How does the iPhone hold up against a serious camera? Fujifilm X-T1 vs. Apple iPhone 5s

“Everyone knows that the iPhone 5S has a great camera,” Sam Byford writes for The Verge. “I say it myself all the time, even as someone who’s spent too many thousands on cameras and lenses over the years.”

“What does that really mean, though? It’s true that the iPhone 5S does take better pictures than just about any other smartphone. But how close am I to throwing away my dedicated photography setup?” Byford writes. “I decided to put the 5S against a ‘real’ camera — taking near-identical snapshots across a day and night in Harajuku, Tokyo — to see how things shake out in practice.”

“In the blue corner, we have Fujifilm’s wonderful X-T1, our favorite mirrorless camera to date and the one more suited to pros than any other. It has great image quality, well-thought-out controls, and an amazing viewfinder — when a camera’s biggest fault is how clicky the buttons on the back are, you know it’s good,” Byford writes. “In the red corner, we have Apple’s iPhone 5S, the latest iteration of the world’s most popular smartphone. While Apple touted a bigger sensor and faster lens when introducing the 5S, it’s still more space-constrained than even the cheapest point-and-shoot on the market. But Apple has a secret weapon in the A7 chip and its excellent image signal processing, with tight integration between software and hardware.”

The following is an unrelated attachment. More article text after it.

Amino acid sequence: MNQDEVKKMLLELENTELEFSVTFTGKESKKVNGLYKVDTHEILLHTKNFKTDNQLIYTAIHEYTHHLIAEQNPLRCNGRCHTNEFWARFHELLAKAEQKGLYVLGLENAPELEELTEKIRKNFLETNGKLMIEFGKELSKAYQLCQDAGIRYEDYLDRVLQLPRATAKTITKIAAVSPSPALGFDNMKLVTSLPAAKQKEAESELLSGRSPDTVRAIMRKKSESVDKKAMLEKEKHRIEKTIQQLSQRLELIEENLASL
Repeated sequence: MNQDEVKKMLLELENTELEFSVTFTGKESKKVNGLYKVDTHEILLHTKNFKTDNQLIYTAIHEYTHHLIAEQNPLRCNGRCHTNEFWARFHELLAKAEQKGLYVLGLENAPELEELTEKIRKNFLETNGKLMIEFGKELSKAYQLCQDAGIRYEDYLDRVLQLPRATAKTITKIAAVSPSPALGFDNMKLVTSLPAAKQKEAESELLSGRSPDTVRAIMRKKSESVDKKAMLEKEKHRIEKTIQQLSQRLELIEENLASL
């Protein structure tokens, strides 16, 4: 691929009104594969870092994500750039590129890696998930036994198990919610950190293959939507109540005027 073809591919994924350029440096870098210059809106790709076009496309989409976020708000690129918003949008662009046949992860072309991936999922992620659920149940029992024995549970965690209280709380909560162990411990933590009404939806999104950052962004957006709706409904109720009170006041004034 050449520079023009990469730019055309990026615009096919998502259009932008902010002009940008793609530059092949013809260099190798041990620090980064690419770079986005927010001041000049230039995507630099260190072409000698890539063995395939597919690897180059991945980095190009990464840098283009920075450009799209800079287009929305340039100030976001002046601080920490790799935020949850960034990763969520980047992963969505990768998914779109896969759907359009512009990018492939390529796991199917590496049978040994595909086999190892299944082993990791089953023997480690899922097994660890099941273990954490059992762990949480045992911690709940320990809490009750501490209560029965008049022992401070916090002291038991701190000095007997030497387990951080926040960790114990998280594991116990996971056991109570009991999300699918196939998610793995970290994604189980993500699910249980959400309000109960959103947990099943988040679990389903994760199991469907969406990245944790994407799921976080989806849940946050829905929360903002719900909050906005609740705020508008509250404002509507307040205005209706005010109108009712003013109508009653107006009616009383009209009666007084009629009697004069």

Tons more, including side-by-side photo examples, in the full article – recommended – here.

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How much better is Apple’s iPhone 5s camera? – October 14, 2013
A look at the technology inside Apple’s amazing new iPhone 5s camera – September 30, 2013
Apple iPhone 5s camera leaps two years ahead of entire camera industry – all cameras, not just smartphone cameras – September 13, 2013
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24 Comments

  1. An iPhone/iPod music is never going to be quite as good as vinyl. And a picture taken with an iPhone is not going to be as good as a DSLR or SLR. But for the vast majority it is much more than acceptable. And it’s always with you.

    1. I’ve got news for you. Vinyl gives you a different sound than digital, not necessarily a better sound.

      In the audience of your favorite band, you get the best sound, depending on the drugs they are using, at the time of the performance.

      1. And I’m not even sure you get the best sound at a live event. It is highly dependent on the venue, the acoustics, the equipment used, and yes, the live chops of the band.